My Small Army of Souls by Deborah J. Brannon

About my wrist coils an army of souls,
spirited and calcite, a shivering constraint
of rage and patience, the tenacity of angels,
the compassion of demons, low-bent humility,
sharp shining hate and, most terrible of all:

I keep them safe against my skin,
smooth carven skulls pressing into my wrist
and their memories, ghost-frail, sinew-strong
seeping across pale flesh to eddy within my blood.
A cacophony of sensualist delirium tangling
my heartbeat, childlike, reminding me of:

her blood and the black windowsill,
her breath against my cheek, so warm,
her cold mirror, shining silver bright,
her hunter, the tang of boar’s blood,
her fingers, nimble, lacing at my breast,
her hands in my hair with a delicate comb,
her eyes, then a red apple, no sweeter than her touch.

I keep them tight against my flesh, those skulls,
captured souls, dull flame-colored beads,
all I have of her: a gruesome relic
of a Wooded life where she courted my death
and I, blossoming, ached toward her touch:
this before the coffin of fragmented light,
this before the kingdom that now is mine.

I stripped it from her bony wrist, atrophied now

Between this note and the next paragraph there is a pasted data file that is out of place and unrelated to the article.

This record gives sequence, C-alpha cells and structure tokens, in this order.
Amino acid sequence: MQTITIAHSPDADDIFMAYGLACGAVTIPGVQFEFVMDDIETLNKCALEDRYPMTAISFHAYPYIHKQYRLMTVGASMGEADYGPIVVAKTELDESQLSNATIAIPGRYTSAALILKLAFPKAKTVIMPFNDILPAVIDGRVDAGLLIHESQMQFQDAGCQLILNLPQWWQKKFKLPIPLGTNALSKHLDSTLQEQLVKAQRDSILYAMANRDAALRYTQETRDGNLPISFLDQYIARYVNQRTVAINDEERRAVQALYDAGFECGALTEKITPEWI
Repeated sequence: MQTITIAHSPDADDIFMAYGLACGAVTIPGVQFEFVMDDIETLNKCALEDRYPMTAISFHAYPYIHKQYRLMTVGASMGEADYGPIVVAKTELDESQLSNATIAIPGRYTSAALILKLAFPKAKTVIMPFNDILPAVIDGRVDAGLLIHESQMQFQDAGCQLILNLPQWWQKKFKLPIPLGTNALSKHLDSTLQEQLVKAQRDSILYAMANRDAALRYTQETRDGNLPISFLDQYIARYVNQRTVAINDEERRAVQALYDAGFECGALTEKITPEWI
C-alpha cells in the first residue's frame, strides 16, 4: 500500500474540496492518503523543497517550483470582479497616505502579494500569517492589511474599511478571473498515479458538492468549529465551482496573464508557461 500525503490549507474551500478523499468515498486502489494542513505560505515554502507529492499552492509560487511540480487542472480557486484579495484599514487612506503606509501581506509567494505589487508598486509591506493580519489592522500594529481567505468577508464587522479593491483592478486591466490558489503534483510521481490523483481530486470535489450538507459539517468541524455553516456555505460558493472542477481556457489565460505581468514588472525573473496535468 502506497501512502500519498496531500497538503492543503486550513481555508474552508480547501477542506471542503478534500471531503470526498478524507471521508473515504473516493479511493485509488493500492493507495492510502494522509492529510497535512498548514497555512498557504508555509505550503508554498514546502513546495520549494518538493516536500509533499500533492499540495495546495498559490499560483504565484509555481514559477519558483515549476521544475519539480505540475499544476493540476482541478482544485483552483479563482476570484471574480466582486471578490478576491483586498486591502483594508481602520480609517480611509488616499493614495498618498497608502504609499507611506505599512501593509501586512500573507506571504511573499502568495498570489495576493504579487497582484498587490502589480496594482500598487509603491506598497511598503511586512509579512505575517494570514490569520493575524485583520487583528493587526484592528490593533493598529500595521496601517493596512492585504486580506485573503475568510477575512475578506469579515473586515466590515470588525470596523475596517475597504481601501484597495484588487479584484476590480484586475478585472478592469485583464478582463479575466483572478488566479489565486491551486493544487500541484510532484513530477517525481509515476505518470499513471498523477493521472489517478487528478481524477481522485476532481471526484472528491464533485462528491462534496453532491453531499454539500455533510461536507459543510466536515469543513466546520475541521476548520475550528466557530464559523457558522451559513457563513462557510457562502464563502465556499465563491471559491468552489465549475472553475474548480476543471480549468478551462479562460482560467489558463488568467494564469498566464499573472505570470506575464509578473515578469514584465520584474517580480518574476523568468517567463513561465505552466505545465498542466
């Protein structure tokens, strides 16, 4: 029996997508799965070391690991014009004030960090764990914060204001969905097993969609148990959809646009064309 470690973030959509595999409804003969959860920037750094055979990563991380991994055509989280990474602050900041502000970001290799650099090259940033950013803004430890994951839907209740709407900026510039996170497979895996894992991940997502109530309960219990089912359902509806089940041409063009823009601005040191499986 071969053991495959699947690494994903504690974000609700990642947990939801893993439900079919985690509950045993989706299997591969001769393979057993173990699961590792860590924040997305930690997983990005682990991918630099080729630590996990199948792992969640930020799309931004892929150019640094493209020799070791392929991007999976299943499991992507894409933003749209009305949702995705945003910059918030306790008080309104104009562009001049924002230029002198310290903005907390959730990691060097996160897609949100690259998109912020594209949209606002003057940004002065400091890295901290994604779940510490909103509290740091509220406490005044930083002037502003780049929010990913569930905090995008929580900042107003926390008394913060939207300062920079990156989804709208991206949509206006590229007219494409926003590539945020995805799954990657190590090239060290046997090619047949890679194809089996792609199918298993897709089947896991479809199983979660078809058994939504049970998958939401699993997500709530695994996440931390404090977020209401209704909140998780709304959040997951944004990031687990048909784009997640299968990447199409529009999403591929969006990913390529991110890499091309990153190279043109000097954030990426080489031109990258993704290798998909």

with pinch-lipped rage, cupped her still-beautiful cheek
as the woods in my eyes met a windowsill in hers.
I kissed her with lips that recalled the taste of an apple:
her lips felt like glass that would soon melt and run
across a terrible flame: my love.

As I turned away, they brought her my courting gift,
clad her in dancing shoes fire-bright and iron-hot.
My eyes shone like glass and she danced,
her screaming vibrating the souls in my hand
until at last, memories now mine,
they coiled about my pale wrist.

Deborah J. Brannon is a writer, reviewer, and fledgling jeweler with a degree in Mythology. She is currently heading back to graduate school to continue developing a rhetoric for contemporary American mythology and to study the continuing relevance of fairy tales. You can find her reviews online at The Green Man Review and see selections of previously published fiction and poetry at her website:

Image: Lilith Dante Gabriel Rossetti, 1867